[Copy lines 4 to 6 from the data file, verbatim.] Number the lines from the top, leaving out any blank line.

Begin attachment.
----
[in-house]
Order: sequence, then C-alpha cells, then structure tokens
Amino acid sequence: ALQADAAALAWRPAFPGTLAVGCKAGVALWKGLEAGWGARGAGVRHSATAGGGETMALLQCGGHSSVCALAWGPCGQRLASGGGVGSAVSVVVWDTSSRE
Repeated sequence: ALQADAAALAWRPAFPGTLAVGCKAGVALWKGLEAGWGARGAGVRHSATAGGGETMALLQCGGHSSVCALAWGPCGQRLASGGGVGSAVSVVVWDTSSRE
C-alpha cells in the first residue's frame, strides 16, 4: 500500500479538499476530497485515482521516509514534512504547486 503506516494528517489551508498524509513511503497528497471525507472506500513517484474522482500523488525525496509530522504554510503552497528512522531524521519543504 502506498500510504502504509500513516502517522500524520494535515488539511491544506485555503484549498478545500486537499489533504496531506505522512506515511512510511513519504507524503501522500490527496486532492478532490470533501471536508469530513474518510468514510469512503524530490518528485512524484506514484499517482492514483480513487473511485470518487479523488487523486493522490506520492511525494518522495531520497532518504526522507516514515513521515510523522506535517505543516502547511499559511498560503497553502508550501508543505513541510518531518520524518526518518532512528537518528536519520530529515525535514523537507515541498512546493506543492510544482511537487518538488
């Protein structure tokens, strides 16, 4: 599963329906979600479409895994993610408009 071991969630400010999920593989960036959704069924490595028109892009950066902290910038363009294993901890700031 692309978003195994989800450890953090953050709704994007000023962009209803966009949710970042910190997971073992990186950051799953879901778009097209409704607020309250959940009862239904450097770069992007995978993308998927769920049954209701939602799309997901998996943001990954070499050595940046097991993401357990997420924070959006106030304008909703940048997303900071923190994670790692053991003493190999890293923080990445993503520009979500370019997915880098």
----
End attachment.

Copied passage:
Repeated sequence: ALQADAAALAWRPAFPGTLAVGCKAGVALWKGLEAGWGARGAGVRHSATAGGGETMALLQCGGHSSVCALAWGPCGQRLASGGGVGSAVSVVVWDTSSRE
C-alpha cells in the first residue's frame, strides 16, 4: 500500500479538499476530497485515482521516509514534512504547486 503506516494528517489551508498524509513511503497528497471525507472506500513517484474522482500523488525525496509530522504554510503552497528512522531524521519543504 502506498500510504502504509500513516502517522500524520494535515488539511491544506485555503484549498478545500486537499489533504496531506505522512506515511512510511513519504507524503501522500490527496486532492478532490470533501471536508469530513474518510468514510469512503524530490518528485512524484506514484499517482492514483480513487473511485470518487479523488487523486493522490506520492511525494518522495531520497532518504526522507516514515513521515510523522506535517505543516502547511499559511498560503497553502508550501508543505513541510518531518520524518526518518532512528537518528536519520530529515525535514523537507515541498512546493506543492510544482511537487518538488
């Protein structure tokens, strides 16, 4: 599963329906979600479409895994993610408009 071991969630400010999920593989960036959704069924490595028109892009950066902290910038363009294993901890700031 692309978003195994989800450890953090953050709704994007000023962009209803966009949710970042910190997971073992990186950051799953879901778009097209409704607020309250959940009862239904450097770069992007995978993308998927769920049954209701939602799309997901998996943001990954070499050595940046097991993401357990997420924070959006106030304008909703940048997303900071923190994670790692053991003493190999890293923080990445993503520009979500370019997915880098």